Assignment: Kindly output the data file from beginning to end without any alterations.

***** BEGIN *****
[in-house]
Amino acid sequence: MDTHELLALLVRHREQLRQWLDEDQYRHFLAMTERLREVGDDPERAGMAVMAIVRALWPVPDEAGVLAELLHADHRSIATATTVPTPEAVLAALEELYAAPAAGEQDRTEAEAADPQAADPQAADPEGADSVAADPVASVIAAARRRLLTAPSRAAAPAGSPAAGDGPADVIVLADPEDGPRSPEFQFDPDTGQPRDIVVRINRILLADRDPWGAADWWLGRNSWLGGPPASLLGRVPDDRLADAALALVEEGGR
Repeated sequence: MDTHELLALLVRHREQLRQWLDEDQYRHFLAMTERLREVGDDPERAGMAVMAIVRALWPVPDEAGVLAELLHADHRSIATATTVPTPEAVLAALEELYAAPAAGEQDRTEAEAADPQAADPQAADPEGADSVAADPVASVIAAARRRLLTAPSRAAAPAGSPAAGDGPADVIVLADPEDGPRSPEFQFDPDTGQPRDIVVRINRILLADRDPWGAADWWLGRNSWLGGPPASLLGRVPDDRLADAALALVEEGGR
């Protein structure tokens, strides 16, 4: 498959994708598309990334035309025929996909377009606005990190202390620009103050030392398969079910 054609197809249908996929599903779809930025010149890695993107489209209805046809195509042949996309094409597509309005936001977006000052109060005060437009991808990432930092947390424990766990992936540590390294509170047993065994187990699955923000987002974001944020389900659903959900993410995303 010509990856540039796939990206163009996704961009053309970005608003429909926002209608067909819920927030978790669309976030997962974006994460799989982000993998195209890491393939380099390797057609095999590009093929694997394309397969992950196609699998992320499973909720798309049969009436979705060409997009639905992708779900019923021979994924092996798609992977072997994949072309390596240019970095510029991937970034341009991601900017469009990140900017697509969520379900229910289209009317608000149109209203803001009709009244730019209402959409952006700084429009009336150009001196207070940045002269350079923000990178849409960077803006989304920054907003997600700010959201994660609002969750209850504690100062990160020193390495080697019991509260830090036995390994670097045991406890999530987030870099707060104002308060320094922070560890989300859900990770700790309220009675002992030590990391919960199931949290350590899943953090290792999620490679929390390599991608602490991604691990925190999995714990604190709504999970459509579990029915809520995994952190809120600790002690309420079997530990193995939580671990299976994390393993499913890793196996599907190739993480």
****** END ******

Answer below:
[in-house]
Amino acid sequence: MDTHELLALLVRHREQLRQWLDEDQYRHFLAMTERLREVGDDPERAGMAVMAIVRALWPVPDEAGVLAELLHADHRSIATATTVPTPEAVLAALEELYAAPAAGEQDRTEAEAADPQAADPQAADPEGADSVAADPVASVIAAARRRLLTAPSRAAAPAGSPAAGDGPADVIVLADPEDGPRSPEFQFDPDTGQPRDIVVRINRILLADRDPWGAADWWLGRNSWLGGPPASLLGRVPDDRLADAALALVEEGGR
Repeated sequence: MDTHELLALLVRHREQLRQWLDEDQYRHFLAMTERLREVGDDPERAGMAVMAIVRALWPVPDEAGVLAELLHADHRSIATATTVPTPEAVLAALEELYAAPAAGEQDRTEAEAADPQAADPQAADPEGADSVAADPVASVIAAARRRLLTAPSRAAAPAGSPAAGDGPADVIVLADPEDGPRSPEFQFDPDTGQPRDIVVRINRILLADRDPWGAADWWLGRNSWLGGPPASLLGRVPDDRLADAALALVEEGGR
């Protein structure tokens, strides 16, 4: 498959994708598309990334035309025929996909377009606005990190202390620009103050030392398969079910 054609197809249908996929599903779809930025010149890695993107489209209805046809195509042949996309094409597509309005936001977006000052109060005060437009991808990432930092947390424990766990992936540590390294509170047993065994187990699955923000987002974001944020389900659903959900993410995303 010509990856540039796939990206163009996704961009053309970005608003429909926002209608067909819920927030978790669309976030997962974006994460799989982000993998195209890491393939380099390797057609095999590009093929694997394309397969992950196609699998992320499973909720798309049969009436979705060409997009639905992708779900019923021979994924092996798609992977072997994949072309390596240019970095510029991937970034341009991601900017469009990140900017697509969520379900229910289209009317608000149109209203803001009709009244730019209402959409952006700084429009009336150009001196207070940045002269350079923000990178849409960077803006989304920054907003997600700010959201994660609002969750209850504690100062990160020193390495080697019991509260830090036995390994670097045991406890999530987030870099707060104002308060320094922070560890989300859900990770700790309220009675002992030590990391919960199931949290350590899943953090290792999620490679929390390599991608602490991604691990925190999995714990604190709504999970459509579990029915809520995994952190809120600790002690309420079997530990193995939580671990299976994390393993499913890793196996599907190739993480």